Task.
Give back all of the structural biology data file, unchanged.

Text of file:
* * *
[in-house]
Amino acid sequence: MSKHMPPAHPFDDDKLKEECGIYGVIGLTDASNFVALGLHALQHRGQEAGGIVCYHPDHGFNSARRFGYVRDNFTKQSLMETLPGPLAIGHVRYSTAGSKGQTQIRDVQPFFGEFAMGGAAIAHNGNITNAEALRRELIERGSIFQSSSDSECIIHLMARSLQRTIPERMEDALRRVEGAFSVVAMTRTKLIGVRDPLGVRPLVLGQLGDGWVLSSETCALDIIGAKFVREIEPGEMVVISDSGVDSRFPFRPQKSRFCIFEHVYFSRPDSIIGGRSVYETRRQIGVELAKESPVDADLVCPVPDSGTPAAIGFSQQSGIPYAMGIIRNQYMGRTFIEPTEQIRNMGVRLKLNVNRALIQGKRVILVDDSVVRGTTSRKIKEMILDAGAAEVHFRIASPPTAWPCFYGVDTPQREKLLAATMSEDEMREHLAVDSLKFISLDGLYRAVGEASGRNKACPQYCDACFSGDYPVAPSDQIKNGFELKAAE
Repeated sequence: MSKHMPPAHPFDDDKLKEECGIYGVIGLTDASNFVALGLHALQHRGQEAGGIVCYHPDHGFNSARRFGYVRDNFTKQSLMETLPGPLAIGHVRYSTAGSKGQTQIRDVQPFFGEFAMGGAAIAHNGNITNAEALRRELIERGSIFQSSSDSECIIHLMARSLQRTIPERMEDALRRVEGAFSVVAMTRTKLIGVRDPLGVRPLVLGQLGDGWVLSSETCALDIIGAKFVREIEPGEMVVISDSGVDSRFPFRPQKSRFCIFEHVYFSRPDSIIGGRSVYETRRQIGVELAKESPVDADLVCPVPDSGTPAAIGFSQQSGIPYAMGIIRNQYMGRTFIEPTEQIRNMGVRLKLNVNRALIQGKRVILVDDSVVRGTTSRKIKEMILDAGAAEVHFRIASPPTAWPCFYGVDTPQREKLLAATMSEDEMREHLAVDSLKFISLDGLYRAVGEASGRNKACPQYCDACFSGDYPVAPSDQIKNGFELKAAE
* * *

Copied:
[in-house]
Amino acid sequence: MSKHMPPAHPFDDDKLKEECGIYGVIGLTDASNFVALGLHALQHRGQEAGGIVCYHPDHGFNSARRFGYVRDNFTKQSLMETLPGPLAIGHVRYSTAGSKGQTQIRDVQPFFGEFAMGGAAIAHNGNITNAEALRRELIERGSIFQSSSDSECIIHLMARSLQRTIPERMEDALRRVEGAFSVVAMTRTKLIGVRDPLGVRPLVLGQLGDGWVLSSETCALDIIGAKFVREIEPGEMVVISDSGVDSRFPFRPQKSRFCIFEHVYFSRPDSIIGGRSVYETRRQIGVELAKESPVDADLVCPVPDSGTPAAIGFSQQSGIPYAMGIIRNQYMGRTFIEPTEQIRNMGVRLKLNVNRALIQGKRVILVDDSVVRGTTSRKIKEMILDAGAAEVHFRIASPPTAWPCFYGVDTPQREKLLAATMSEDEMREHLAVDSLKFISLDGLYRAVGEASGRNKACPQYCDACFSGDYPVAPSDQIKNGFELKAAE
Repeated sequence: MSKHMPPAHPFDDDKLKEECGIYGVIGLTDASNFVALGLHALQHRGQEAGGIVCYHPDHGFNSARRFGYVRDNFTKQSLMETLPGPLAIGHVRYSTAGSKGQTQIRDVQPFFGEFAMGGAAIAHNGNITNAEALRRELIERGSIFQSSSDSECIIHLMARSLQRTIPERMEDALRRVEGAFSVVAMTRTKLIGVRDPLGVRPLVLGQLGDGWVLSSETCALDIIGAKFVREIEPGEMVVISDSGVDSRFPFRPQKSRFCIFEHVYFSRPDSIIGGRSVYETRRQIGVELAKESPVDADLVCPVPDSGTPAAIGFSQQSGIPYAMGIIRNQYMGRTFIEPTEQIRNMGVRLKLNVNRALIQGKRVILVDDSVVRGTTSRKIKEMILDAGAAEVHFRIASPPTAWPCFYGVDTPQREKLLAATMSEDEMREHLAVDSLKFISLDGLYRAVGEASGRNKACPQYCDACFSGDYPVAPSDQIKNGFELKAAE